He then uses several examples (almsgiving, prayer, and fasting) to illustrate how people have misused those righteous activities to show off their righteousness and suggests what disciples could do to engage in those good activities without showcasing their righteousness. As you read this, look for how Jesus uses examples to teach principles that can guide our lives. Some of you, upon hearing verse one, might pause and say, ‘Well, hold on, wait a minute. I thought back in chapter five, verses 14 through 16, the Savior had told the people, ‘Let your light so shine before men, that they may see your good works and glorify your Father, who is in heaven.’’ Now, some might be perplexed—how can we have it both ways? In one instance, it seems like he’s saying, ‘Let everybody see what you’re doing,’ and here he’s saying, ‘Don’t give alms before men to be seen by them.’
I don’t know all the reasons for why the wording is as it is here compared to chapter five, verses 14 through 16. But what’s interesting is that in the Matthew five account, he didn’t instruct you to do your work so that people would see you and honor you. Instead, he said, ‘Do your good works. Let your light so shine, that men may see your good works, and glorify your Father who is in heaven.’ You leave behind you a trail of good works without sitting around waiting for people to give you credit or a receipt for all the good things you’ve done. Especially with how service-oriented the LDS Church is, it can pose the question: is Mormonism Christian?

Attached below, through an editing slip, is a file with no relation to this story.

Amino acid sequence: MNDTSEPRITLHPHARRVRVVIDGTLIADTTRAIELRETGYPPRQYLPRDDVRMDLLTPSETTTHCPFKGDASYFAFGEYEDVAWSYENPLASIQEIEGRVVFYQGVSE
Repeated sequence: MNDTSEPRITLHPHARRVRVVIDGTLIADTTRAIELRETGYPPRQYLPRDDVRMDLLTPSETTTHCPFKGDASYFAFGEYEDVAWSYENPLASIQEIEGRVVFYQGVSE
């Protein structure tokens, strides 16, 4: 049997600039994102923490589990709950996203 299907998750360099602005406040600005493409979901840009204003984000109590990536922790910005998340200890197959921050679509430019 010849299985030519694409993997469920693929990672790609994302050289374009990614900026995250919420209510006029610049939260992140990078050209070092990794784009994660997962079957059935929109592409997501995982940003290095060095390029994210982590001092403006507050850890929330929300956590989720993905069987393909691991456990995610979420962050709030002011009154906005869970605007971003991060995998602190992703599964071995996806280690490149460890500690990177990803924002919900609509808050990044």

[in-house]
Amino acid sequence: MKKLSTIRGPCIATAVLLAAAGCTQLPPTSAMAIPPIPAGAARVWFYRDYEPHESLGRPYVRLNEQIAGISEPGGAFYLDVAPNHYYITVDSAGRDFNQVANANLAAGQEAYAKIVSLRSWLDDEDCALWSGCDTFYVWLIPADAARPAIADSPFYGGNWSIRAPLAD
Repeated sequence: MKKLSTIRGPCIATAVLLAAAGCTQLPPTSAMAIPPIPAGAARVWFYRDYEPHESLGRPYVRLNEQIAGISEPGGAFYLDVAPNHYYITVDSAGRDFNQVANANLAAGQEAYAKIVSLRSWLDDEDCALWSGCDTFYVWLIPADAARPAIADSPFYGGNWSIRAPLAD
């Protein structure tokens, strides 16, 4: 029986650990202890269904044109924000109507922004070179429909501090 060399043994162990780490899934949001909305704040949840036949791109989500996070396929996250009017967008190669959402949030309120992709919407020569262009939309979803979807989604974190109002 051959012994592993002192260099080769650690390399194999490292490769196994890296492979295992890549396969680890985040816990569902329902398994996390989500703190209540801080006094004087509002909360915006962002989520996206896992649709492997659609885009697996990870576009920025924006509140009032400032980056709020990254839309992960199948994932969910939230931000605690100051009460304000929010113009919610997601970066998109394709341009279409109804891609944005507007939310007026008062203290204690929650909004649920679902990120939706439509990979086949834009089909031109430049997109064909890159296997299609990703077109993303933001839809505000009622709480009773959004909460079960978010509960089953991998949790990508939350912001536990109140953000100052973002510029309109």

Historical Context and Speech
That ties in beautifully with what’s happening here in chapter six, verse one. The idea is to ‘not draw attention to yourself but to the good work, so others can glorify God rather than you.’ He then gives the opposite in verse two. Notice this: ‘Therefore, when you do a sign of alms, do not sound a trumpet before you, as the hypocrites do in the synagogues and in the streets, so that they may have the glory of men.’ Let’s be clear about the cultural setting and context, and how this would have resonated with those first-century Jewish disciples listening to this speech.